So the last question in this email has to do with how do you know why where to start testing because you're adding testing to an existing project and so most of your tests are actually writing tests for code that exists and so it's not like there's no test driven development there or anything like that.
And so, how do you know like how far do I go and testing when when can I stop and say that this component is tested? Does it have to do with code coverage or whatever? And my answer to that is I actually do have a blog post how to get started with testing or how to add tests to an existing code base.
Where I talk about with just kind of in general you want to start with a single end-to-end test and you add some static testing and then you add the tooling for and unit integration and then just add over time and you can go take a look at that for a little bit deeper read on that, but if we're talking specifically about I have this component and I want to add tests to it where do I start and for me it comes down to thinking about use cases more than thinking about code coverage.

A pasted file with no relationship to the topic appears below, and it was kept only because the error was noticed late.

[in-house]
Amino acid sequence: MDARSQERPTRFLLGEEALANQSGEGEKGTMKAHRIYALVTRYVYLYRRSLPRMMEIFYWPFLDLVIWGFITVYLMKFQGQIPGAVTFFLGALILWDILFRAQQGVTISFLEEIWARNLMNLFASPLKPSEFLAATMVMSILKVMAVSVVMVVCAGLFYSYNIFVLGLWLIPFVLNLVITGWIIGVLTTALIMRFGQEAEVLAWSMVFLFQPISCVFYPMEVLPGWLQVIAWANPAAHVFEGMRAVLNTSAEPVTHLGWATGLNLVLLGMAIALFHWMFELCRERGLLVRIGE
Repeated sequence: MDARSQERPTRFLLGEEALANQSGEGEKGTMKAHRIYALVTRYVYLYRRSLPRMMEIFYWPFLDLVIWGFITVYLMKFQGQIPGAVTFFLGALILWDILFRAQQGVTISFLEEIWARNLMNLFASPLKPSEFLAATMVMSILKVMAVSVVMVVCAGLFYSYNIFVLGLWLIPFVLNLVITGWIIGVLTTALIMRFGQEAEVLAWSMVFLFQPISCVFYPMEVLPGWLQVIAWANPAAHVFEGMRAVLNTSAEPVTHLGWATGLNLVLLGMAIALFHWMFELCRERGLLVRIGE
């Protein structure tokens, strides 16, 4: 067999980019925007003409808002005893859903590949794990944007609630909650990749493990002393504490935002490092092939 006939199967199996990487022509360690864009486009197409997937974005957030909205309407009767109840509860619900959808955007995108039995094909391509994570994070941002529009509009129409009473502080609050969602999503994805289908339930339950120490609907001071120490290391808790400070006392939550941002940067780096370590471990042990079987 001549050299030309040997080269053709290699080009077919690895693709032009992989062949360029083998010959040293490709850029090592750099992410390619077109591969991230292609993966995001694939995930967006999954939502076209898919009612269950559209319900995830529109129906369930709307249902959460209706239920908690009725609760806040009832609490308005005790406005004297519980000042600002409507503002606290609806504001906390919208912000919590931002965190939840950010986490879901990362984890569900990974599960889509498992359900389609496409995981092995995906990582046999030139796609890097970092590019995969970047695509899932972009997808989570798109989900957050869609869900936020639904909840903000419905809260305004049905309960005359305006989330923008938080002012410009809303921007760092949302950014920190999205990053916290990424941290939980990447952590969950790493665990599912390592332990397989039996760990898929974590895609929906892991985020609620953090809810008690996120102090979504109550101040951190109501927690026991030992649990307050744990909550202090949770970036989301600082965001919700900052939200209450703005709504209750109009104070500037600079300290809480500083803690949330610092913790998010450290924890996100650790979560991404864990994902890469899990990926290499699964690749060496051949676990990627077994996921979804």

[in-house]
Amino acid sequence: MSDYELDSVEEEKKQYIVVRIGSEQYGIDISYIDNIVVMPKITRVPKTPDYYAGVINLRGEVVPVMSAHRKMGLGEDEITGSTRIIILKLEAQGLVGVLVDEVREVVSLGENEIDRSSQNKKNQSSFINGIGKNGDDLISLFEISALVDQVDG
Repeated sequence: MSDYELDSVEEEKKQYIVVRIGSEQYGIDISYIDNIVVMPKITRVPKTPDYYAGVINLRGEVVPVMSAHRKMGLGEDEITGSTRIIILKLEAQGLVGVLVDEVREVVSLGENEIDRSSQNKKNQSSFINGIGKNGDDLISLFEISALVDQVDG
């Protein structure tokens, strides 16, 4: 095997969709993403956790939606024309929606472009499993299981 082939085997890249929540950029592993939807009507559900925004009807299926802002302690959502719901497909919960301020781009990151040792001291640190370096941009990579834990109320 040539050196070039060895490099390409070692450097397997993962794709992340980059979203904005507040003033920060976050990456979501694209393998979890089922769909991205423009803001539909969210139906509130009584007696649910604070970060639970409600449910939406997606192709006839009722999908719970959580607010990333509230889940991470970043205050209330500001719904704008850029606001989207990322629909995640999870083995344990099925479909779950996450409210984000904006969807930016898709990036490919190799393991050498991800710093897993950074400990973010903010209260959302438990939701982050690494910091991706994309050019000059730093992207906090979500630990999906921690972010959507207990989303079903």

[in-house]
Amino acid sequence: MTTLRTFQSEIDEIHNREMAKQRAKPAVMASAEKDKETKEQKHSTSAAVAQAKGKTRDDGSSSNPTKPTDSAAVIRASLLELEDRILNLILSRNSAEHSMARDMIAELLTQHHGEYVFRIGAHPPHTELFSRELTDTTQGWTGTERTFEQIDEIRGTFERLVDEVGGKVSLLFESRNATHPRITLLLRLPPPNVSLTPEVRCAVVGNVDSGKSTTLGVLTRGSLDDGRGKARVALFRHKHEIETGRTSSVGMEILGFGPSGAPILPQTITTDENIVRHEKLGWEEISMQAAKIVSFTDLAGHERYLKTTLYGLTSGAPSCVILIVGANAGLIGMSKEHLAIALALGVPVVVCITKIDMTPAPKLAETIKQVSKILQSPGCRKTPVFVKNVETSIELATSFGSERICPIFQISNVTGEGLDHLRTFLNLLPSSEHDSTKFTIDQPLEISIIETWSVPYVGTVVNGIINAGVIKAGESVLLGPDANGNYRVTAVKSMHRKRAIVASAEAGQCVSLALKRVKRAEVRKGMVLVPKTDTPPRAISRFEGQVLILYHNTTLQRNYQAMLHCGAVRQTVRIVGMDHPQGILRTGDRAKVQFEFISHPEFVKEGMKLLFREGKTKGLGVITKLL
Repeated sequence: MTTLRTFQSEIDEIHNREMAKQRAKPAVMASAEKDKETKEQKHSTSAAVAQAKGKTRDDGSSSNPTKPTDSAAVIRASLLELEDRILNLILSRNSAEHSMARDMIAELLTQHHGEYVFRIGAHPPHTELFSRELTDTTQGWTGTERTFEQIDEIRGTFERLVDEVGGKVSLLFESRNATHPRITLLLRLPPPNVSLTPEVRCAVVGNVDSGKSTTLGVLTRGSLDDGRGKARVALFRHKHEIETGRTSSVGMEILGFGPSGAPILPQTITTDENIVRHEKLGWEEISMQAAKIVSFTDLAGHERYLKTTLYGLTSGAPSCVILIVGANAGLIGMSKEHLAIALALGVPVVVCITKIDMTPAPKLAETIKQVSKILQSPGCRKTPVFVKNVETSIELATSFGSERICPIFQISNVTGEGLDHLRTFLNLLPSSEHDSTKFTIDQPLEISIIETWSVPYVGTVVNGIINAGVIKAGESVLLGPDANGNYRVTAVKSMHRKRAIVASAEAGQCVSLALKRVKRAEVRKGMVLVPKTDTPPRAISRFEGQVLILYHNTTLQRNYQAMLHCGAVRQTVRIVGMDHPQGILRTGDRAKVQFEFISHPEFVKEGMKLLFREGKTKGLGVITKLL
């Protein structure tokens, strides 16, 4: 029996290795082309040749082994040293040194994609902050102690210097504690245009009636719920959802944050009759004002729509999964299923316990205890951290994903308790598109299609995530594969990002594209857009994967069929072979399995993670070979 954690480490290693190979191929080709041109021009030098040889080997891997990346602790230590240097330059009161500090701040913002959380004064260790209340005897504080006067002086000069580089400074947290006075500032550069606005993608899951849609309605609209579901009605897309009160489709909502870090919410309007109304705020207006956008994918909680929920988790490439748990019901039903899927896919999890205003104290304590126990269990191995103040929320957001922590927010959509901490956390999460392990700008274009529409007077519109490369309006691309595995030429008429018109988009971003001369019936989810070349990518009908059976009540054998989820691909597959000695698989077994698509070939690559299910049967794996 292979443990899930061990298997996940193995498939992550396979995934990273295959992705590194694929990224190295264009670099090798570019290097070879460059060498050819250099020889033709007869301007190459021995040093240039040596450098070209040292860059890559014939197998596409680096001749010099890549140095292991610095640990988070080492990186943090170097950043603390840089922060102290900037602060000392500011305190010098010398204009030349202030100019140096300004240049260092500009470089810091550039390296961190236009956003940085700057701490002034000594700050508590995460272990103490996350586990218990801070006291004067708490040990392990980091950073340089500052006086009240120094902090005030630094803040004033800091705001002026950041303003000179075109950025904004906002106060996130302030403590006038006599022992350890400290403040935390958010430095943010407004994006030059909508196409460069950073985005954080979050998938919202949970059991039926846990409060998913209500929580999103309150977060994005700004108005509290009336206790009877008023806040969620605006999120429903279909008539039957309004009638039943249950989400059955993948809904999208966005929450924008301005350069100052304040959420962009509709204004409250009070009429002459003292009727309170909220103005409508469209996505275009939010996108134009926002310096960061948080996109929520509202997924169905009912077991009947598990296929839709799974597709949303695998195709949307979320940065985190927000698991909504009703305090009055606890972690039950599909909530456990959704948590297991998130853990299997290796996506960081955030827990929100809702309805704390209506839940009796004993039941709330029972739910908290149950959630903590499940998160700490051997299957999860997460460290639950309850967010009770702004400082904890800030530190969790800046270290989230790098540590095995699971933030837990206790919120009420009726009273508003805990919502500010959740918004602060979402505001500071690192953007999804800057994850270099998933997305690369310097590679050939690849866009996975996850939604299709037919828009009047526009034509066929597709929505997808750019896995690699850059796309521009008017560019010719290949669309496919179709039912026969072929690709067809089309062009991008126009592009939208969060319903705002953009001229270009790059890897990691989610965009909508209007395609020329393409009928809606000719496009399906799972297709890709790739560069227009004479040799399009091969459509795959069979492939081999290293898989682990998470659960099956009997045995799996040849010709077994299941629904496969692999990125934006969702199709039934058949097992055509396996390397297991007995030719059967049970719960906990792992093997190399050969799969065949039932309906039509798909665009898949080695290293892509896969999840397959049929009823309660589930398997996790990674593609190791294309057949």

And I actually have a blog post ofAbout that as well. But basically the idea is I don't really care about code coverage. Lines of code is basically irrelevant. All that the the code coverage report tells me is the use cases that I'm not covering. That's what I'm thinking about when I'm looking at the code coverage report.
So if there's like an if statement that is not covered then that just says, oh, okay, so whatever use case that code exists for that's a use case that I'm not testing for because use cases are all that we care about. We care about this.Code working for the users whether that be developer users who are calling our functions or rendering our components or end users who are clicking the buttons were rendering whatever.
And so you want to think about the use cases that you're covering and then you weigh them relative to the confidence that you need for other use cases of other components as well as the features that you need to build and bugs you need to fix and things like that.
So it really comes down to what we said before about weighing the return on your investment of time for writing.Versus features that you can work on Now let's say that you live in a world where it doesn't matter You don't need to work on features you can just totally focus on tests.
There is a stopping point for sure and the stopping point is when you feel like you've covered all the use cases. Now for like open source libraries and stuff it typically end up covering all of the use cases you get a hundred percent code coverage, but for applications. I never find myself in a situation where I can just spend a ton of time on tests.
I need to work on features and that's where you just need to kind of weigh, what are the things that I am going to write test for.Versus new features or whatever. Hope that helps Ciao.